Post Comment 12 comments on “Episode 17 – The Picture in the House

  • feeder_goldfish on

    Andrew Leman’s reading really creeped me out. Seriously. I hope he’s an incredibly talented actor. The alternative is… y’know… disturbing.

  • andrew on

    As an Australian I always wondered what that accent sounded like.
    A great and truely creepy reading
    One might say redolent with eldritch horror!

  • tom morganti on

    Your podcast is as good as your movies! Keep up the good work!

  • tom morganti on

    and we wonder where Stephen King gets his endings from. Great story though.

  • Dagon Dragon on

    Regarding the last sentence (the “lightning strike”): Right or wrong, I interpreted it to be not a literal bit of thunder – but the sensation of the deathblow the old man delivers to the narrator – i.e. an ax to his head! I assumed the blood spray on the book was from the first blow, and the blood on the ceiling was either an upspray of his own blood or a vision disturbance caused by brain injury and the narrator was in shock. This ending creeped me out big time – very progressive and experimental to have such an old story end with the twist that the narrator is already dead! Even if I’m wrong, my ending works better for me!

  • Joel on

    I’m inclined to agree with the previous commenter, that was my assumption upon my first (and subsequent) readings of the story.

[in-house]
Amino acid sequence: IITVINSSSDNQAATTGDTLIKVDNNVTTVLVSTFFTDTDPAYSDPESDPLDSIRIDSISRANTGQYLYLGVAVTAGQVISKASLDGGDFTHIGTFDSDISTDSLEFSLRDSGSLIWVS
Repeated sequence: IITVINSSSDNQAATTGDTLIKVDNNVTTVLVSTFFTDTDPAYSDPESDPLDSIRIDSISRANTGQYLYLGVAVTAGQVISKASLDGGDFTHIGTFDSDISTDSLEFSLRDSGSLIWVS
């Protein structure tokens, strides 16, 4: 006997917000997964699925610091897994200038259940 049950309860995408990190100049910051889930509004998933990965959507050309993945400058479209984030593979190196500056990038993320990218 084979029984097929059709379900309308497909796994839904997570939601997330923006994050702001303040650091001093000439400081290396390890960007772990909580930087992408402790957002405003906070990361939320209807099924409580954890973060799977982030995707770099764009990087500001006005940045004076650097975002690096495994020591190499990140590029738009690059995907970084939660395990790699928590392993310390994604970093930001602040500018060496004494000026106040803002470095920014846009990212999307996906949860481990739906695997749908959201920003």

• Rob on

    I too like to think that the sentence “…bringing the oblivion which alone saved my mind” could mean that the narrator was ‘saved’ from the horror of experiencing what was happening any more by death. This is by far the most disturbing story so far covered in the podcast in my opinion.

  • Timothy Dean on

    I know how it is about using to much fluff. The fiction critique group usually bleeds all over my stories because of the excess amounts of adjectives and adverbs that I use.


  • Jason on

    I LOVE this story. This was the first Lovecraft tale that really got to me.

  • The Haunter of the Dark on

    The words “…bringing to me the oblivion which alone saved my mind” originally made me think that the narrator died.


  • DerSpeigel on

    Great podcast guys

  • Raymond D. Todd on

    Reading the story for the first time. My gut reaction to the ending echoes the comments earlier. When the red blood splatters, I thought it was from the narrator who had been struck. He looks up and sees blood on the ceiling from a possible blow to the back of his own head. And then the thunderbolt was the deathblow. Almost like he is witnessing his own death. It seemed so unlikely that there was an active victim at the very moment that the narrator arrived.

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